The third floor features animals. It points out that any claims that “natural” sex in the “natural” world is solely procreative between males and females are entirely incorrect. Many species of animals engage in same-sex intercourse, group sex, and genital stimulation, just because, you know, it feels good. There is no single, correct way to enjoy sex, for animals, as well as people.

The entire mission of the Museum of Sex is to demonstrate that sex, in all its forms, is natural and beautiful, and not something we should feel ashamed of. It’s a sex-positive message, and presented with academic rigor and compassion. There is nothing tawdry or scandalous. The museum isn’t merely hawking whips and lubricant. They want you to feel good about sex, not just in that climatic moment you’re having it, but all the time. It’s a normal, ordinary part of life that shouldn’t be viewed with an eye toward forgiveness.

It made me think about an Etruscan town in Italy called Tarquinia. Established long before the Roman empire, Tarquinia is famous for its necropolis, a series of tombs decorated as houses for the dead. These people built homes to keep their loved ones comfortable in the afterlife, and some of the aesthetics are surprising choices for eternal company-keeping. For example, the Tomba delle Fustigazione features a man whipping a woman in erotic S&M play. The Tomb of the Bulls is decorated with all kinds of sex, hetero and homosexual.

So somebody died, and somebody close to them decided that the best way to please them in the afterlife was to paint their chambers with salacious pictures. This was perfectly acceptable to everyone. The Museo Nationale Tarquiniese displays ancient Etruscan plates and bowls and vases decorated with couples having sex in a variety of positions. It’s like a Pottery Barn sex manual.  For the Etruscans sex was just a part of daily life in those pre-Christ days.

I wish the Museum of Sex dug deeper into historical attitudes toward sex. The Etruscans were clearly cool with it, as I’m sure many ancient cultures were.  When exactly did it become sinful? And why? And in the year 2012, why do we need a museum to tell us it’s okay to use our bodies as they were intended?

Let’s not kid around, I was hot and bothered when I left the museum, but rather than let myself decompress I headed directly to another Flatiron destination that would leave me with an itch I couldn’t scratch: Idlewild Bookshop on 19th Street. Yes, I have a deep passion for books, but this particular bookshop is dedicated to something that turns me on as much as sex: travel.  A whole store filled with travel guides, globes, and international fiction and memoirs. It’s so chock full of global intrigue it’s cramped and creaky, and I loved every inch of it. Though I can’t afford books right now, I wandered lustfully, reading jackets and making a list of twenty-three books to read.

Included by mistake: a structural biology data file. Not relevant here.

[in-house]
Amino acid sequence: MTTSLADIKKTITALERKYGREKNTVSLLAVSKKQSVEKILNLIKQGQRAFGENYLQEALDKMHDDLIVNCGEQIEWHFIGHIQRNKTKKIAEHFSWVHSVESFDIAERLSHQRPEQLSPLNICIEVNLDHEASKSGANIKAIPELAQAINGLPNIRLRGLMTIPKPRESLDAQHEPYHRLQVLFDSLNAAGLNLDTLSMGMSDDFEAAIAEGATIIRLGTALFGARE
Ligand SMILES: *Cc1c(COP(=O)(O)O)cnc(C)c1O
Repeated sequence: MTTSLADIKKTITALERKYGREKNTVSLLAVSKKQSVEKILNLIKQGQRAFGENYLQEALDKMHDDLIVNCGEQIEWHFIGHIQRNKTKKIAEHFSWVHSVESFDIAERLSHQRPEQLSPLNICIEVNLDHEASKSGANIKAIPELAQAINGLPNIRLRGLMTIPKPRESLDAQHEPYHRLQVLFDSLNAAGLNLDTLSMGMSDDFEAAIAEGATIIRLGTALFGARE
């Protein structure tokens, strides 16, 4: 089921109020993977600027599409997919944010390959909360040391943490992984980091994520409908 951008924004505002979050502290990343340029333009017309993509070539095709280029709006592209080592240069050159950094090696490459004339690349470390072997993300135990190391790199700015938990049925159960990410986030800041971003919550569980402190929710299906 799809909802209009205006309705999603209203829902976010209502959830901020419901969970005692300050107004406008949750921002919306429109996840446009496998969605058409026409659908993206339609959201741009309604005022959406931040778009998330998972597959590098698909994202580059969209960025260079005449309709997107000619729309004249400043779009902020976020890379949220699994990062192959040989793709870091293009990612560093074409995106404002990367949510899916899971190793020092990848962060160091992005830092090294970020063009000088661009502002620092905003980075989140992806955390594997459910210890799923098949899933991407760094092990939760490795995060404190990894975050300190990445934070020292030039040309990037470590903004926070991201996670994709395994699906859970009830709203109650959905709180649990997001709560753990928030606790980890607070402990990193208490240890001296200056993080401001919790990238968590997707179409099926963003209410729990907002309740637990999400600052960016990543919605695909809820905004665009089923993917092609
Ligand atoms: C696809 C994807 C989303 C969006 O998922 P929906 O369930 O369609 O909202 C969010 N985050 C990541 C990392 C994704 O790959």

Oh, the smell of paper, the allure of fingering spines and flipping pages.

A day of overstimulation in the Flatiron District. Joyful and melancholy, thought-provoking and sexy. I recommend it all to you.

Categories: New York City, Travel Musings | 2 Comments

New York Adventures (#3): Astoria/Long Island City

I guess I’ve always had a secret snobby attitude towards Queens. I’ve always felt it’s barely a step above Staten Island, without the hardcore street cred of the Bronx.

But here I am: Astoria resident. My time here has an expiration date, so I might as well explore.

I started with a walk straight down Broadway, sixteen blocks from my apartment into Long Island City to the Noguchi Museum. Though I got confused by the museum website’s directions, and momentarily panicked that I was lost and would have to apprentice myself to one of the automotive shops toppling over each other in the area, I finally found the Noguchi tucked away on a side street. First Fridays of the month are pay-what-you-can. Score.

I had stumbled on the Noguchi as I researched Astoria/LIC, and all I knew was that it was dedicated to one artist’s abstract sculpture. I’m always up for something that expands my definition of art.

Perhaps I have too many museum expectations due to my extreme exposure and faux-pretentiousness. At first I had a problem with the Noguchi. No audioguides to explain what the heck these honking slabs of rock meant? Okay, fine, it’s a tiny museum in LIC. I imagine most artists would be loathe to have their work explained in two minute soundbytes anyway.


Is it necessary to send patrons on a scavenger hunt to determine even the sculptures’ titles? Each room had a box of laminated cards naming each piece, but there was no marker on the work to align them easily. You literally had to study the card (line drawings of these three dimensional stone and steel behemoths) then circumnavigate the work to match up an angle with a picture.